It’s nearly a year since the Royal College of Paediatrics and Child Health first joined forces with Child Poverty Action Group to explore the links between poverty and children’s health. We know that four million children in the UK live in poverty, and we know that there is a demonstrable link between social disadvantage and poor health outcomes, but we wanted to look beyond the data and discover what our members – paediatricians – were seeing on the frontline.
Our survey garnered over 250 responses from paediatricians up and down the country. The results are sobering. Questioned on a number of indicators including food insecurity, poor housing, homelessness and financial stress, an overwhelming majority of respondents said that they felt poverty and low income contribute significantly to ill health in the children they treat.
Housing problems and homelessness were a concern for two-thirds of members surveyed – as one respondent starkly put it, “overcrowded, damp or unsuitable housing amongst our patients is the rule rather than an exception’. From mould and damp to vermin infestations, babies sharing cots due to lack of space, and disabled children unable to be discharged because of inaccessible accommodation, our paediatricians are seeing the alarming results of the housing crisis first-hand.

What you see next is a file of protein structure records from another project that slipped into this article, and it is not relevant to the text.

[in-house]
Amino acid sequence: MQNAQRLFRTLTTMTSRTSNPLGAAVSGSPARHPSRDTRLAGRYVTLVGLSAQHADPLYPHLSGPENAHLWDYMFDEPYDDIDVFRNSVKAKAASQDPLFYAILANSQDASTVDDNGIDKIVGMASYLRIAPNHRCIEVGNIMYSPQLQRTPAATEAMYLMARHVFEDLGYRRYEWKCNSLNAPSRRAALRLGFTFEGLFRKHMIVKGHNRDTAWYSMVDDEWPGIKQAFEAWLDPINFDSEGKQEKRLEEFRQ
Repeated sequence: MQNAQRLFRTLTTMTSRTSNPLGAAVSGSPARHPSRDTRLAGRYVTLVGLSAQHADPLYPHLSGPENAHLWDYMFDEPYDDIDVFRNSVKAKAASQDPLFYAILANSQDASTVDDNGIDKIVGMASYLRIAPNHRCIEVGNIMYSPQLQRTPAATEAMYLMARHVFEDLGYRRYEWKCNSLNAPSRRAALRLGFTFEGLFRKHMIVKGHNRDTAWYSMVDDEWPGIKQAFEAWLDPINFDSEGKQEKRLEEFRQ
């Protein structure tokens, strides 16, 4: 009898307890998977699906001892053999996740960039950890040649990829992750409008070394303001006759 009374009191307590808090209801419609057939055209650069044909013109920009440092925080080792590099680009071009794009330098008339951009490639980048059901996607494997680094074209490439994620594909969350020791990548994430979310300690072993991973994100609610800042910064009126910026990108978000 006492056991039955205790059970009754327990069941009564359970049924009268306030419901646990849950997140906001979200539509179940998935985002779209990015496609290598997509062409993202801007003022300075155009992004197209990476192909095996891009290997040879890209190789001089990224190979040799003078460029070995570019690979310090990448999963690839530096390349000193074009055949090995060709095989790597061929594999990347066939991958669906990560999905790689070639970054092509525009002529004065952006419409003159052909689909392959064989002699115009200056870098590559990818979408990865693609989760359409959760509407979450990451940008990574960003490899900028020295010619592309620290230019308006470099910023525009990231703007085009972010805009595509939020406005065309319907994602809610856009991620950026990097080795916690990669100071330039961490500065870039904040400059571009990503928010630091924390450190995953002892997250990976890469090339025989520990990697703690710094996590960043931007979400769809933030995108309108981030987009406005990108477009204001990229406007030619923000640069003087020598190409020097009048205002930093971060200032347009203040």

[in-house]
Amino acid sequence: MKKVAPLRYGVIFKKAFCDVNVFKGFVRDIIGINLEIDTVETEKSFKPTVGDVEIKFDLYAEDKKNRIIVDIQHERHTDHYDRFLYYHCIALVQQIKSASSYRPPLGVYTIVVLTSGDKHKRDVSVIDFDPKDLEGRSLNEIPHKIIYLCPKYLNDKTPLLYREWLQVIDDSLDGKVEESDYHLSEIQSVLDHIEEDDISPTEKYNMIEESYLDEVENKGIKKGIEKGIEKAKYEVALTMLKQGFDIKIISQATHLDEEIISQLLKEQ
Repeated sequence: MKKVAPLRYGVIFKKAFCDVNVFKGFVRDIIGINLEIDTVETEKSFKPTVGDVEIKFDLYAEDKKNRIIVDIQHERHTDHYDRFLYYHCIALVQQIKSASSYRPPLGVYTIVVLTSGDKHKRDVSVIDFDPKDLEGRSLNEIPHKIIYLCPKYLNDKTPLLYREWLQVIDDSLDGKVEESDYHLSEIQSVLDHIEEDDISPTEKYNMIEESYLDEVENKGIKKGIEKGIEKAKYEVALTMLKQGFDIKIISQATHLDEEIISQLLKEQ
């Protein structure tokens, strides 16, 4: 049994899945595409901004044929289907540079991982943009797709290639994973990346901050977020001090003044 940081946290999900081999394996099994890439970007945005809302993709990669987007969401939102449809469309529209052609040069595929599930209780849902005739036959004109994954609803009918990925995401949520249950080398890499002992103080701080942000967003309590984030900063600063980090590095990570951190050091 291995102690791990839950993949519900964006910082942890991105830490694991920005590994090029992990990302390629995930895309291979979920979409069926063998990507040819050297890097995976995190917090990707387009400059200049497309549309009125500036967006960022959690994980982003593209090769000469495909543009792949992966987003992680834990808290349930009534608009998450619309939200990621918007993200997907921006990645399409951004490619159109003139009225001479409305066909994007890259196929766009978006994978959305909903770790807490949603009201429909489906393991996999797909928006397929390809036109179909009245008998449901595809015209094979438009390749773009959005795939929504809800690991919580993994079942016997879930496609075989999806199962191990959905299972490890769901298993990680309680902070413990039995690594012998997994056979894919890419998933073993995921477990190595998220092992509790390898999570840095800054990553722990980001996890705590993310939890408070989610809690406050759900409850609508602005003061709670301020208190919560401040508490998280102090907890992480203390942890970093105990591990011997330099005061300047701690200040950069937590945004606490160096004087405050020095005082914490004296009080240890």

Where children are already unwell, poverty makes the situation worse. Colleagues share anecdotes of children missing appointments due to financial issues – parents not being able to afford petrol, public transport costs or even phone credit to call and reschedule. The stress and worry this causes cannot be overestimated, with the day-to-day difficulties and stigma of poverty placing families under huge emotional strain. Children themselves are by no means immune to stress of poverty – more than half of survey respondents agree that financial stress and worry contribute “very much” to the ill health of children they work with, with one paediatrician noting that “the biggest impact of poverty on the children and parents I encounter is insecurity, inferiority and stress.”
It is shameful that our paediatricians are witnessing these things in the 21st century, and what’s worse is that half of our respondents believe the situation is deteriorating even further. We are in the midst of election season – an opportune time for all our political parties to develop new policies and make commitments to tackle the unacceptable levels of child poverty in this country. The next Government, whoever they may be, must take action through the restoration of child poverty targets, the adoption of a “child health in all policies” approach to decision-making, and a reversal of cuts to public health services and universal credit. These policies should be underpinned by a wider strategy for reducing child poverty and promoting health. Only through concerted and urgent action on social inequalities can a healthy future be secured for infants, children and young people across the UK.